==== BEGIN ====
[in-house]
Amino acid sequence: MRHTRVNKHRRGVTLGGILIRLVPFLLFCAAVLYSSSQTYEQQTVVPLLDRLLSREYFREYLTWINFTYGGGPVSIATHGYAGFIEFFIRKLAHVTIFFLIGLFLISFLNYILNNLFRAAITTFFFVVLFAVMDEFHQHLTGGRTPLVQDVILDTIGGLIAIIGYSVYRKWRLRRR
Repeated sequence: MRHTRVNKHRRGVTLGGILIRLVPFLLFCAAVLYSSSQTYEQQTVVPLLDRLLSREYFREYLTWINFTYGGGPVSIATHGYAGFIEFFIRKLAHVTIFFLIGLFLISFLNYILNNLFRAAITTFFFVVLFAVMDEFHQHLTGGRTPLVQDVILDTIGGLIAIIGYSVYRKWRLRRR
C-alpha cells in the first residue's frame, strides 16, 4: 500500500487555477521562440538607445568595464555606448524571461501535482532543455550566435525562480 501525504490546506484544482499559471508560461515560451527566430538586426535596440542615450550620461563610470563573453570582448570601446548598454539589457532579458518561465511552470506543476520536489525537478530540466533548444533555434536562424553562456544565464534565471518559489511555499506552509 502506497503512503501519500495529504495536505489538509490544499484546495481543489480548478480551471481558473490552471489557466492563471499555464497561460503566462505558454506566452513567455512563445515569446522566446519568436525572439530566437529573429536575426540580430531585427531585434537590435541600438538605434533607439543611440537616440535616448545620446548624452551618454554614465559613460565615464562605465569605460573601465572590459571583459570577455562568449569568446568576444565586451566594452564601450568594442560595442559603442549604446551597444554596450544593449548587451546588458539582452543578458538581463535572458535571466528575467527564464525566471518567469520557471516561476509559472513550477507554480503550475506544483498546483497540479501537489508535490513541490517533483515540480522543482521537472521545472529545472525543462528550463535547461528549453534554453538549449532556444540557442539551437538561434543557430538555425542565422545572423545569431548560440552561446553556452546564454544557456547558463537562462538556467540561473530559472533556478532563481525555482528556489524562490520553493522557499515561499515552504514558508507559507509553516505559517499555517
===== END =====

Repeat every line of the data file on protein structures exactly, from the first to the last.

[in-house]
Amino acid sequence: MRHTRVNKHRRGVTLGGILIRLVPFLLFCAAVLYSSSQTYEQQTVVPLLDRLLSREYFREYLTWINFTYGGGPVSIATHGYAGFIEFFIRKLAHVTIFFLIGLFLISFLNYILNNLFRAAITTFFFVVLFAVMDEFHQHLTGGRTPLVQDVILDTIGGLIAIIGYSVYRKWRLRRR
Repeated sequence: MRHTRVNKHRRGVTLGGILIRLVPFLLFCAAVLYSSSQTYEQQTVVPLLDRLLSREYFREYLTWINFTYGGGPVSIATHGYAGFIEFFIRKLAHVTIFFLIGLFLISFLNYILNNLFRAAITTFFFVVLFAVMDEFHQHLTGGRTPLVQDVILDTIGGLIAIIGYSVYRKWRLRRR
C-alpha cells in the first residue's frame, strides 16, 4: 500500500487555477521562440538607445568595464555606448524571461501535482532543455550566435525562480 501525504490546506484544482499559471508560461515560451527566430538586426535596440542615450550620461563610470563573453570582448570601446548598454539589457532579458518561465511552470506543476520536489525537478530540466533548444533555434536562424553562456544565464534565471518559489511555499506552509 502506497503512503501519500495529504495536505489538509490544499484546495481543489480548478480551471481558473490552471489557466492563471499555464497561460503566462505558454506566452513567455512563445515569446522566446519568436525572439530566437529573429536575426540580430531585427531585434537590435541600438538605434533607439543611440537616440535616448545620446548624452551618454554614465559613460565615464562605465569605460573601465572590459571583459570577455562568449569568446568576444565586451566594452564601450568594442560595442559603442549604446551597444554596450544593449548587451546588458539582452543578458538581463535572458535571466528575467527564464525566471518567469520557471516561476509559472513550477507554480503550475506544483498546483497540479501537489508535490513541490517533483515540480522543482521537472521545472529545472525543462528550463535547461528549453534554453538549449532556444540557442539551437538561434543557430538555425542565422545572423545569431548560440552561446553556452546564454544557456547558463537562462538556467540561473530559472533556478532563481525555482528556489524562490520553493522557499515561499515552504514558508507559507509553516505559517499555517